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A nation must think before it acts.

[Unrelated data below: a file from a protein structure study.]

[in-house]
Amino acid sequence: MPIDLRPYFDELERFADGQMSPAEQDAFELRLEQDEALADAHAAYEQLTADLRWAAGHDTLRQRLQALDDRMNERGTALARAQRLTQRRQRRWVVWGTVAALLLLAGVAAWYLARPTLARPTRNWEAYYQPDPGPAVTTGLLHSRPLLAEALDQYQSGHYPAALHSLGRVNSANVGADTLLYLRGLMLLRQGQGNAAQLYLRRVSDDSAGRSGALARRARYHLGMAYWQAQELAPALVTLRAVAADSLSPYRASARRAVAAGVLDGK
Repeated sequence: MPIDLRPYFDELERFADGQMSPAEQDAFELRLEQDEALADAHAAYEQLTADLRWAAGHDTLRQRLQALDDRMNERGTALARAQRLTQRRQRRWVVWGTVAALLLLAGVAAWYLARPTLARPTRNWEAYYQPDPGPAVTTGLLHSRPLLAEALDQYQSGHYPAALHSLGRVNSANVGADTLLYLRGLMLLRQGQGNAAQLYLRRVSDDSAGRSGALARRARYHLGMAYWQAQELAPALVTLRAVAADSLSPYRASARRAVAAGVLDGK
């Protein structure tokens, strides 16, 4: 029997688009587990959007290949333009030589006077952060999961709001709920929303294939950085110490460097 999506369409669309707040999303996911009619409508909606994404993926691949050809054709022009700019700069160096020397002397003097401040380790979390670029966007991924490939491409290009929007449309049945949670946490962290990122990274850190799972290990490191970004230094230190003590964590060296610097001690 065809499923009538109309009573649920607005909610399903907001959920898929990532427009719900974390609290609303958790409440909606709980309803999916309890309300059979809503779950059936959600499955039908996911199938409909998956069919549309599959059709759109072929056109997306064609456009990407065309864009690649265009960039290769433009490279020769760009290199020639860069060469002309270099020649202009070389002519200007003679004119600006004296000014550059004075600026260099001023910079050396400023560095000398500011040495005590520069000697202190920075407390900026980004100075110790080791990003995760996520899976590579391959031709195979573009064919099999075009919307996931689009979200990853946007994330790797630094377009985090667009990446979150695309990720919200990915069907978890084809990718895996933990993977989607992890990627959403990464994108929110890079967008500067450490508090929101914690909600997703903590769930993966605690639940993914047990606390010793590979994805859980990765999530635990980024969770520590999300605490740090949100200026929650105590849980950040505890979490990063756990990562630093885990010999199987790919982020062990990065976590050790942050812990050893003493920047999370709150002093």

The smashing Republican victory in the 1994 congressional elections has once again made defense a major focus of national debate. Virtually all of the newly elected Republican members of the House of Representatives subscribed to the “Contract with America,” which advocated a strong defense posture generally and a revitalized ballistic-missile defense program and increased personnel compensation in particular. With the administration admitting to a $40 billion shortfall in its own modest projected defense program, and with the actual level of that shortfall probably closer to $200 billion, however, the challenge for Republican lawmakers to make good on their promise is nothing less than daunting.